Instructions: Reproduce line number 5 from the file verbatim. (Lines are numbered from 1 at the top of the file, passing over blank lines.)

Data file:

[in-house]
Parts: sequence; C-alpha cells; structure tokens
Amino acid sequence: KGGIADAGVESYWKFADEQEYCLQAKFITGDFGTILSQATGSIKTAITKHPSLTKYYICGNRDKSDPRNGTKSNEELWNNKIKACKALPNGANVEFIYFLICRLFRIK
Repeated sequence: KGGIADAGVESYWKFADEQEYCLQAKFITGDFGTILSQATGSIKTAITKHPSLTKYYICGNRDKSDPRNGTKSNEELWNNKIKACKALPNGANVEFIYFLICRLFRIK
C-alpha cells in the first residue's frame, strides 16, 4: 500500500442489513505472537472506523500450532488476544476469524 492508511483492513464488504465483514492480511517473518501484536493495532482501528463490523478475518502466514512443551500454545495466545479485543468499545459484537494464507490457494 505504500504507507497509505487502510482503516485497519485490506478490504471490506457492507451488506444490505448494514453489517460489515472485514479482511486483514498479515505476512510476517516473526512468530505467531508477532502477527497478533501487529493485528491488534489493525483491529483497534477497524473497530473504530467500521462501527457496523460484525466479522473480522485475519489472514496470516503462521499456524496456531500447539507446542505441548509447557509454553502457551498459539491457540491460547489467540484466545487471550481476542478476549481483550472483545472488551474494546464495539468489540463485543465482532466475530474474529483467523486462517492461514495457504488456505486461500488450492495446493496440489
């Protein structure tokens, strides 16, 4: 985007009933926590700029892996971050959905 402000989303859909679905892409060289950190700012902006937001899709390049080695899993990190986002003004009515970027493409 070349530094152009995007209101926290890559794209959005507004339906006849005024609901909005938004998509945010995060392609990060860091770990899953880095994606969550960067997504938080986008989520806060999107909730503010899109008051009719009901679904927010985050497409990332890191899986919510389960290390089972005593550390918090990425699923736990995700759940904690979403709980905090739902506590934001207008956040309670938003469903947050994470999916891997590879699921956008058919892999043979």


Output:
C-alpha cells in the first residue's frame, strides 16, 4: 500500500442489513505472537472506523500450532488476544476469524 492508511483492513464488504465483514492480511517473518501484536493495532482501528463490523478475518502466514512443551500454545495466545479485543468499545459484537494464507490457494 505504500504507507497509505487502510482503516485497519485490506478490504471490506457492507451488506444490505448494514453489517460489515472485514479482511486483514498479515505476512510476517516473526512468530505467531508477532502477527497478533501487529493485528491488534489493525483491529483497534477497524473497530473504530467500521462501527457496523460484525466479522473480522485475519489472514496470516503462521499456524496456531500447539507446542505441548509447557509454553502457551498459539491457540491460547489467540484466545487471550481476542478476549481483550472483545472488551474494546464495539468489540463485543465482532466475530474474529483467523486462517492461514495457504488456505486461500488450492495446493496440489